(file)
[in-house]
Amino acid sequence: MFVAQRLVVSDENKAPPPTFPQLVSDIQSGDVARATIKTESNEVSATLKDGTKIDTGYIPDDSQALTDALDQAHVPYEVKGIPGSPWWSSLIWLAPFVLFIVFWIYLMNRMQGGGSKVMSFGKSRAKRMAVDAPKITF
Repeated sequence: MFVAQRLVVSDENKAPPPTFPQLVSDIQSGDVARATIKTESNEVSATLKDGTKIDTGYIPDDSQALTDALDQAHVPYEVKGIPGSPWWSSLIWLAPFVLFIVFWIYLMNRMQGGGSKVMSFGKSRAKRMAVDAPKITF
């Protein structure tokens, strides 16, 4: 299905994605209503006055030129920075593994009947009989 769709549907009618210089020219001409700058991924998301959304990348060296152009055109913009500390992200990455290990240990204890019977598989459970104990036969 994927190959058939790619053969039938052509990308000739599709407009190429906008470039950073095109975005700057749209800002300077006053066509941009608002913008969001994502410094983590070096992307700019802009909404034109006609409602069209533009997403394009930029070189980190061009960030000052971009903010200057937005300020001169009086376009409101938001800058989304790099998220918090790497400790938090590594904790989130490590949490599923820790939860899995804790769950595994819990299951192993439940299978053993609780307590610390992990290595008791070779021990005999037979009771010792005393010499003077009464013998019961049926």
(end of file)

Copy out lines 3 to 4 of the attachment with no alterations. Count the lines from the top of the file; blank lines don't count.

Repeated sequence: MFVAQRLVVSDENKAPPPTFPQLVSDIQSGDVARATIKTESNEVSATLKDGTKIDTGYIPDDSQALTDALDQAHVPYEVKGIPGSPWWSSLIWLAPFVLFIVFWIYLMNRMQGGGSKVMSFGKSRAKRMAVDAPKITF
């Protein structure tokens, strides 16, 4: 299905994605209503006055030129920075593994009947009989 769709549907009618210089020219001409700058991924998301959304990348060296152009055109913009500390992200990455290990240990204890019977598989459970104990036969 994927190959058939790619053969039938052509990308000739599709407009190429906008470039950073095109975005700057749209800002300077006053066509941009608002913008969001994502410094983590070096992307700019802009909404034109006609409602069209533009997403394009930029070189980190061009960030000052971009903010200057937005300020001169009086376009409101938001800058989304790099998220918090790497400790938090590594904790989130490590949490599923820790939860899995804790769950595994819990299951192993439940299978053993609780307590610390992990290595008791070779021990005999037979009771010792005393010499003077009464013998019961049926």